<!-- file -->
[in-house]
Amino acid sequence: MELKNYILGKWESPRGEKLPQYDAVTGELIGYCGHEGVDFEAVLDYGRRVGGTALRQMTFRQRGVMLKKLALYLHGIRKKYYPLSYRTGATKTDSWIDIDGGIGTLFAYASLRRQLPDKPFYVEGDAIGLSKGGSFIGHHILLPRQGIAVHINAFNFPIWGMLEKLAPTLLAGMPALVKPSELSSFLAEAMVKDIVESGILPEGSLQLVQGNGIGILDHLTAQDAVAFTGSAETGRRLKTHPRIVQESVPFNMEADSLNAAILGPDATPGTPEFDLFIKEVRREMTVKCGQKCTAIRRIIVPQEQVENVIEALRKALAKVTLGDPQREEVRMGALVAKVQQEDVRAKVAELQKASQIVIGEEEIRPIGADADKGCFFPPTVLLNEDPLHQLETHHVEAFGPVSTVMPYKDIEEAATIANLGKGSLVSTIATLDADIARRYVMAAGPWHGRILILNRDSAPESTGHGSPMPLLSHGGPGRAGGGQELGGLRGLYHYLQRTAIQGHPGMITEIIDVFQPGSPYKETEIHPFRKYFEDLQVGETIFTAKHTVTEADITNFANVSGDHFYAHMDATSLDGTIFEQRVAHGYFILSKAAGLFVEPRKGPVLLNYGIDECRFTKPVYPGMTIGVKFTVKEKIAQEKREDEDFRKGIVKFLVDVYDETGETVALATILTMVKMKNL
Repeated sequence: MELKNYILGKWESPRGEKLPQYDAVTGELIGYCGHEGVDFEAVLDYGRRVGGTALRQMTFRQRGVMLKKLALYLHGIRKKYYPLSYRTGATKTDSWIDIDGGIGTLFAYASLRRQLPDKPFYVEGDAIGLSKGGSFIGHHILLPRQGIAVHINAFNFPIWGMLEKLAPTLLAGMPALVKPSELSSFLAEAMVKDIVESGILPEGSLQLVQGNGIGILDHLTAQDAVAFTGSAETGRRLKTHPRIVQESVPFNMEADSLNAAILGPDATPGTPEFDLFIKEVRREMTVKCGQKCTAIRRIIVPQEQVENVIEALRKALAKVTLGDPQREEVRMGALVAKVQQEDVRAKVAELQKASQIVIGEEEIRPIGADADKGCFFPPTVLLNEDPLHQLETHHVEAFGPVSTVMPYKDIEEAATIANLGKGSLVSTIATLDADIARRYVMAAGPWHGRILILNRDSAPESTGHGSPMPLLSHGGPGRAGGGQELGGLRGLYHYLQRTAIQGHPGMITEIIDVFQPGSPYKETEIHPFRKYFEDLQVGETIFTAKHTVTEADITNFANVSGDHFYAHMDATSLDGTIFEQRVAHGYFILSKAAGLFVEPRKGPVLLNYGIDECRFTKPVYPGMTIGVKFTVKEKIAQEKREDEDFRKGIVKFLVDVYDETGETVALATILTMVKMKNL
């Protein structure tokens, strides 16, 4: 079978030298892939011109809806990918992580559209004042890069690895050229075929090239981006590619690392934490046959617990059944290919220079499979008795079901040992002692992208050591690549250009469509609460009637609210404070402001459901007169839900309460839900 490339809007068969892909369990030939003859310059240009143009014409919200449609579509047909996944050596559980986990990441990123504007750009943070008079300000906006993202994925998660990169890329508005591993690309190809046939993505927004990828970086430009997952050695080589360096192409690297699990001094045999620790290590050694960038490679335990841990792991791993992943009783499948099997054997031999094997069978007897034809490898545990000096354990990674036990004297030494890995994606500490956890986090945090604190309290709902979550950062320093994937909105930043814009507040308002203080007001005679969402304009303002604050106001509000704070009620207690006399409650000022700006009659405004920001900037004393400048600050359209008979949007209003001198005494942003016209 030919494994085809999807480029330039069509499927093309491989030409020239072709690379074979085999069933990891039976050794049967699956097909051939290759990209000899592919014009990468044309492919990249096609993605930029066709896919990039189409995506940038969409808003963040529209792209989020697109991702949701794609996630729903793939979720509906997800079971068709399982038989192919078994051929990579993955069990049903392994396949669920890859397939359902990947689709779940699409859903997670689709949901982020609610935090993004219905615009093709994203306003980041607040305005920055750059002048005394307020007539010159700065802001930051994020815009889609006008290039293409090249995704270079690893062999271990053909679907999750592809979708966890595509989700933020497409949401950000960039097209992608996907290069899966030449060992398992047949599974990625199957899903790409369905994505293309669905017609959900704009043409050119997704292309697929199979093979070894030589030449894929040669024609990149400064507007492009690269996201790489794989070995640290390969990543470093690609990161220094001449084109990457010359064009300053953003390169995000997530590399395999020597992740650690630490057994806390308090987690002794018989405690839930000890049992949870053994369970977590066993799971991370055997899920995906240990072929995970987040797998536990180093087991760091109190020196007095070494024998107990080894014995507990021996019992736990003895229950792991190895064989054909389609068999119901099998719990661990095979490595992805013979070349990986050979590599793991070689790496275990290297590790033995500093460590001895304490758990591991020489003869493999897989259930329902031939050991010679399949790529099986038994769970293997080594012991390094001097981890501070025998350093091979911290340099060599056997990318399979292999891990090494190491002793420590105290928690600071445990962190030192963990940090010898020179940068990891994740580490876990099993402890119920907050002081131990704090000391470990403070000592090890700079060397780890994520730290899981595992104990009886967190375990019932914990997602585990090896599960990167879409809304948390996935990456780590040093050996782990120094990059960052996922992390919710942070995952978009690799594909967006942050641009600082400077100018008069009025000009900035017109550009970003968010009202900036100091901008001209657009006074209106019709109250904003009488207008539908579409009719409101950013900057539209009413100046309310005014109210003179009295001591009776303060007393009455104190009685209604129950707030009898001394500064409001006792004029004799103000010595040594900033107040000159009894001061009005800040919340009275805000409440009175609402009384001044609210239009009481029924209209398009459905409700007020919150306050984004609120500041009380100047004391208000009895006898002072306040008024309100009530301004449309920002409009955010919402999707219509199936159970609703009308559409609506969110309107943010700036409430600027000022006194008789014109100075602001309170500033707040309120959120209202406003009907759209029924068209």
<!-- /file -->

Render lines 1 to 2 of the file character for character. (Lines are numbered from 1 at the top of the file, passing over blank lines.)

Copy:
[in-house]
Amino acid sequence: MELKNYILGKWESPRGEKLPQYDAVTGELIGYCGHEGVDFEAVLDYGRRVGGTALRQMTFRQRGVMLKKLALYLHGIRKKYYPLSYRTGATKTDSWIDIDGGIGTLFAYASLRRQLPDKPFYVEGDAIGLSKGGSFIGHHILLPRQGIAVHINAFNFPIWGMLEKLAPTLLAGMPALVKPSELSSFLAEAMVKDIVESGILPEGSLQLVQGNGIGILDHLTAQDAVAFTGSAETGRRLKTHPRIVQESVPFNMEADSLNAAILGPDATPGTPEFDLFIKEVRREMTVKCGQKCTAIRRIIVPQEQVENVIEALRKALAKVTLGDPQREEVRMGALVAKVQQEDVRAKVAELQKASQIVIGEEEIRPIGADADKGCFFPPTVLLNEDPLHQLETHHVEAFGPVSTVMPYKDIEEAATIANLGKGSLVSTIATLDADIARRYVMAAGPWHGRILILNRDSAPESTGHGSPMPLLSHGGPGRAGGGQELGGLRGLYHYLQRTAIQGHPGMITEIIDVFQPGSPYKETEIHPFRKYFEDLQVGETIFTAKHTVTEADITNFANVSGDHFYAHMDATSLDGTIFEQRVAHGYFILSKAAGLFVEPRKGPVLLNYGIDECRFTKPVYPGMTIGVKFTVKEKIAQEKREDEDFRKGIVKFLVDVYDETGETVALATILTMVKMKNL